I seem to have recalled that one time he actually posted a pic on Twitter of his entry slip for a tournament. So I wondered if he would do that again, so I could see his seat assignment and thus it would be easy to find him. There were well over 100 entrants already when the tournament started, and I had no idea what he looked like, so he wouldn’t be easy to find. But I checked his Twitter feed and he didn’t post a pic of his entry slip.
But in the meantime the tournament had started and I had to pay attention. I was in seat 1 I think (might have been 2). The guy in seat 5 looked like your rather typical Vegas grinder, baseball cap (worn backwards, alas), big headphones. Red Bull in front of him, and in addition to his cell phone, he had an iPad.
I checked the Twitter feed quickly whenever I had a second. And Ryan tweeted out that he was having a problem tweeting from his phone and that he would be tweeting from his iPad instead.
And so when I noticed the grinder in seat 5 typing into his iPad and then later saw a tweet from Ryan, it started dawning on me that it was Ryan right at the same table with me. He posted some shots of his stack, and yeah, it sure did look like it was the stack across from me. Though between the very different angle and the time lag (creating differing sized chip stacks), I couldn’t quite be sure.
My first thought was that I could tweet to him, “Hey, is that you at Table X, Seat 5? I’m the guy in Seat 1.” In fact, I think that’s pretty much the way I met my pal Jeannie (see here). But I was too involved in the tournament to do anything other than read the occasional tweet from Ryan and with each one, I became more and more sure that he was the fellow in seat 5.
His tweets were very general. He’d mention how many chips he had, and whether he had just chipped up or had lost some. Nothing very specific. And with each tweet, I became more and more convinced Ryan was in seat 5 at my table. Finally we went on break. I believe I had to make a hurried trip to the Men’s room, and when I returned, he was still on break. I checked twitter and saw a pic of his stack, with the Red Bull can in the pic. And since Ryan wasn’t there, I was able to view his stack from the exact view that he the picture would have been taken from. I can’t recall if I had seen him take the pic or it happened after I left, but there was no doubt that the pic on Twitter completely matched the live view I was seeing from behind the chair for Seat 5. It was definitely Ryan at my table.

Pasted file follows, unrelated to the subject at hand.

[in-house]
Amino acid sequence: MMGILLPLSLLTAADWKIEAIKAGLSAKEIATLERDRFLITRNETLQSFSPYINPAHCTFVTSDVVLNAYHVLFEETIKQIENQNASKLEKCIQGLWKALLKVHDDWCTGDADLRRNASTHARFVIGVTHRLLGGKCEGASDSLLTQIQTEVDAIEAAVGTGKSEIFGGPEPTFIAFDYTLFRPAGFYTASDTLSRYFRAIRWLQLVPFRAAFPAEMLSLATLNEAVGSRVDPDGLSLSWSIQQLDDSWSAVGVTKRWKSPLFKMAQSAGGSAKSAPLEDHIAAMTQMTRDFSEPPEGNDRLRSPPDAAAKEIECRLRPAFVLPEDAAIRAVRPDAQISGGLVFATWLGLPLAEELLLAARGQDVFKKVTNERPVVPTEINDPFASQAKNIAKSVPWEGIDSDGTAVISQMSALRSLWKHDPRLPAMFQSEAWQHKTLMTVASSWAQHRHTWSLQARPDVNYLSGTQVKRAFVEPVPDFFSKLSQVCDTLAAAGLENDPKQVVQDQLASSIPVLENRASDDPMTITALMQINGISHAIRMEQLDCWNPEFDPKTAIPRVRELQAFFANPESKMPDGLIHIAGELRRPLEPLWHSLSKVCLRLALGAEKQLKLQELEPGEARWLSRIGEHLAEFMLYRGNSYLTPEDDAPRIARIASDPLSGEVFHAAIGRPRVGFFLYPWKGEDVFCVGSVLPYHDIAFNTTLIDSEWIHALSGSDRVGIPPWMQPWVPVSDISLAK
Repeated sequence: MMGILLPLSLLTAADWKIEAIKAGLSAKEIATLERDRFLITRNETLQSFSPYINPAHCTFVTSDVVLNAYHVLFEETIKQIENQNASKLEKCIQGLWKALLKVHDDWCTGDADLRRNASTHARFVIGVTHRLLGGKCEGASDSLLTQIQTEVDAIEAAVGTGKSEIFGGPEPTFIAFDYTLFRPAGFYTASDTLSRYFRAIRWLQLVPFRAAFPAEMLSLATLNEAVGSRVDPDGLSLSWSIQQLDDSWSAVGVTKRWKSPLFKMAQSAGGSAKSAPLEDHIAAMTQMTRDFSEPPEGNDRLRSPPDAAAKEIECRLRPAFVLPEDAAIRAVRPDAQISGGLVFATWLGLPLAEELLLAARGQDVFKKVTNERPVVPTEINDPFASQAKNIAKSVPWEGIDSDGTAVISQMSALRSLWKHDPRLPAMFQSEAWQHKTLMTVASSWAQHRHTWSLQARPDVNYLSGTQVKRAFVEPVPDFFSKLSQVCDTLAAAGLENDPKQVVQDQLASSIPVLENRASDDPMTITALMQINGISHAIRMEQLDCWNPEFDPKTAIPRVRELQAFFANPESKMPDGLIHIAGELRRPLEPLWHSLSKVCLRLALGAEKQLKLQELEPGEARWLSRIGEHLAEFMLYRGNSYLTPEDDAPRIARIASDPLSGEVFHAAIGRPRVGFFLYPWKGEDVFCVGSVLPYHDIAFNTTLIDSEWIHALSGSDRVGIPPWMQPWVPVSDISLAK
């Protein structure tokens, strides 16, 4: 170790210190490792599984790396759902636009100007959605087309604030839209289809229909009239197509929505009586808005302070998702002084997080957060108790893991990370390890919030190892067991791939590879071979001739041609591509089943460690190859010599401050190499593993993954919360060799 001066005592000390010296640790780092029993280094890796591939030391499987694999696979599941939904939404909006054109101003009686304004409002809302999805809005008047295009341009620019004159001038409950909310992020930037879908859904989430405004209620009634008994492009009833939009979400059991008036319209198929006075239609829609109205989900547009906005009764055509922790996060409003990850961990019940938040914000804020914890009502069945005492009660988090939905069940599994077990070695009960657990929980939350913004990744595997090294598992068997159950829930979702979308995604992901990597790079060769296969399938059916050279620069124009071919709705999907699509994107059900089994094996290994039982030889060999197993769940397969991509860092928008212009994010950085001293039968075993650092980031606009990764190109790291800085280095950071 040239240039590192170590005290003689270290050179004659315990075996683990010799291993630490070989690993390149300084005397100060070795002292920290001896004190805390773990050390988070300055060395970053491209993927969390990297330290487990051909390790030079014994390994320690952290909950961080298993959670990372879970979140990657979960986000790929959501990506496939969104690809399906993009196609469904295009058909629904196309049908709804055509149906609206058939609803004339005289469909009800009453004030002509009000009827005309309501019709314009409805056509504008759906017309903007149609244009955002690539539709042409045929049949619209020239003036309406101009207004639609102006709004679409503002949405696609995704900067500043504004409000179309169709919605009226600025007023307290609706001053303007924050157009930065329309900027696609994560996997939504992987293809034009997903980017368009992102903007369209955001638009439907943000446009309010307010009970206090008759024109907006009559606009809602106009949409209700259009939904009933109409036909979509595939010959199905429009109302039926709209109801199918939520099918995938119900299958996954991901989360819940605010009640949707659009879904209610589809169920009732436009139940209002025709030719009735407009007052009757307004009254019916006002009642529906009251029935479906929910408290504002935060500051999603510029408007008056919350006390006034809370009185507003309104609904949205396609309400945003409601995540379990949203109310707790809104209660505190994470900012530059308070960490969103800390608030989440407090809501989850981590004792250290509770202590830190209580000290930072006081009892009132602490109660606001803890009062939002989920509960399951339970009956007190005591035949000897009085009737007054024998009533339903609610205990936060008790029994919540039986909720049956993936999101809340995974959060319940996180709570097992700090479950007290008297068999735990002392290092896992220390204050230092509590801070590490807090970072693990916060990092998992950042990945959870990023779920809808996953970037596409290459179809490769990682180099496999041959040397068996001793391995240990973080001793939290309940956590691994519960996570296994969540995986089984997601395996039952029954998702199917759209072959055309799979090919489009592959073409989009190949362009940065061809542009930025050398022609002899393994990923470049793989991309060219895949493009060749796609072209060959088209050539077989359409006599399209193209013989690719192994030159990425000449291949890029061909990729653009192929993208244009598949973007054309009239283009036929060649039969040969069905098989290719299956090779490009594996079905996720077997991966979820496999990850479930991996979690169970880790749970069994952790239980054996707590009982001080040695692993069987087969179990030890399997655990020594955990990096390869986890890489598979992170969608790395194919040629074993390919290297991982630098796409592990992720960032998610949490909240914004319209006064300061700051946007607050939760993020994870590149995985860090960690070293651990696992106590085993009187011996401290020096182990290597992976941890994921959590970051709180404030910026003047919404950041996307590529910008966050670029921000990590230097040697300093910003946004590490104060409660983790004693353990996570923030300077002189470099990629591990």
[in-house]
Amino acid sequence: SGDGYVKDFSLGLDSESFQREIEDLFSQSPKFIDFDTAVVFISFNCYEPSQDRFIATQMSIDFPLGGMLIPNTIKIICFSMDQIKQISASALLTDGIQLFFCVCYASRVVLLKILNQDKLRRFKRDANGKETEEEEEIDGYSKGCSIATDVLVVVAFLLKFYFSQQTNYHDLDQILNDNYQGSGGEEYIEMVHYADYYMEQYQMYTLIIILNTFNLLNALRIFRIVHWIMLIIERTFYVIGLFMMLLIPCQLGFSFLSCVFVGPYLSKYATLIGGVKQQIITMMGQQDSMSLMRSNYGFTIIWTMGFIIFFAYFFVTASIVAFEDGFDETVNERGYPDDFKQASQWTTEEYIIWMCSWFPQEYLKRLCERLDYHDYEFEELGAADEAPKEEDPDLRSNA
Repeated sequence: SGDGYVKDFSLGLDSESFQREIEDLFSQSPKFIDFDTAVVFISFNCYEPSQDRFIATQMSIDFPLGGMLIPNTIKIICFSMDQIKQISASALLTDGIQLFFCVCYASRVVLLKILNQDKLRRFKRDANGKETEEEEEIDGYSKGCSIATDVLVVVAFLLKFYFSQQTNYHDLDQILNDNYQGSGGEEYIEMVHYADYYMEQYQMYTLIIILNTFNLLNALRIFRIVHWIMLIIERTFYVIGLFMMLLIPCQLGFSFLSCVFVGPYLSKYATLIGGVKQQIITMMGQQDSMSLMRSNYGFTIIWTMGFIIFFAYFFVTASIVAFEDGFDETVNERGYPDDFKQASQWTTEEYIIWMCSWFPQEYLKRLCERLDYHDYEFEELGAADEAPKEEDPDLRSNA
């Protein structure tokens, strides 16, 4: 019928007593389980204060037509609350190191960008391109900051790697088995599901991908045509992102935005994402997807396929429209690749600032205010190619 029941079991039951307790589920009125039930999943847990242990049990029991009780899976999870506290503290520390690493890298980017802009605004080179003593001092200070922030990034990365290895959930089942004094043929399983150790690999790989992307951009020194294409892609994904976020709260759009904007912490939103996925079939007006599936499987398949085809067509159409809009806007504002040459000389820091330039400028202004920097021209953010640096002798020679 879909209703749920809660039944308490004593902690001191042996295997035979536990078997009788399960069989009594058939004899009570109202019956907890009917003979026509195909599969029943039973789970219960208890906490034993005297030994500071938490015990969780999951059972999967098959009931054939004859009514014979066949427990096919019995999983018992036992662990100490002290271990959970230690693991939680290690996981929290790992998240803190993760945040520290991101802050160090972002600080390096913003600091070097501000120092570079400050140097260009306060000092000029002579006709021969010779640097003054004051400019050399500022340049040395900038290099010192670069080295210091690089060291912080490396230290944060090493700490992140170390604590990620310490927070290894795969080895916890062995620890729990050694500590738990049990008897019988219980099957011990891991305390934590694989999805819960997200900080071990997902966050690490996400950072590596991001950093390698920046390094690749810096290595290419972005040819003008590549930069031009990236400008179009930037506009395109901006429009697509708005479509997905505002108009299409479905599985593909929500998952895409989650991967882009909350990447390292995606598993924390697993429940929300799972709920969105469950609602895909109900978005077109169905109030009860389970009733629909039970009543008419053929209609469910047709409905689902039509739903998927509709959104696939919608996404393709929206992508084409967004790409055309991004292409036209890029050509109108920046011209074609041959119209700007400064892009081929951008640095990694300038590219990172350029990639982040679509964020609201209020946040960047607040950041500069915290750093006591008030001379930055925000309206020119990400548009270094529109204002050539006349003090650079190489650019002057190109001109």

I figured I’d introduce myself to him when he returned before the cards were in the air. But I believe he got back from the break late, and play had resumed, so there went that idea. As I was debating whether to tweet to him hello, or just wait for the next break (and hope we’d both be alive by then), another idea came to me. And here’s where it gets murky.
It occurred to me that I seemed to recall that Ryan’s in-tournament tweets were sometimes informational about the big hands he was involved. Not necessarily full hand histories, but he might mention what he had and what the other player had when he won or lost a big hand. And also might mention if his read was right or wrong.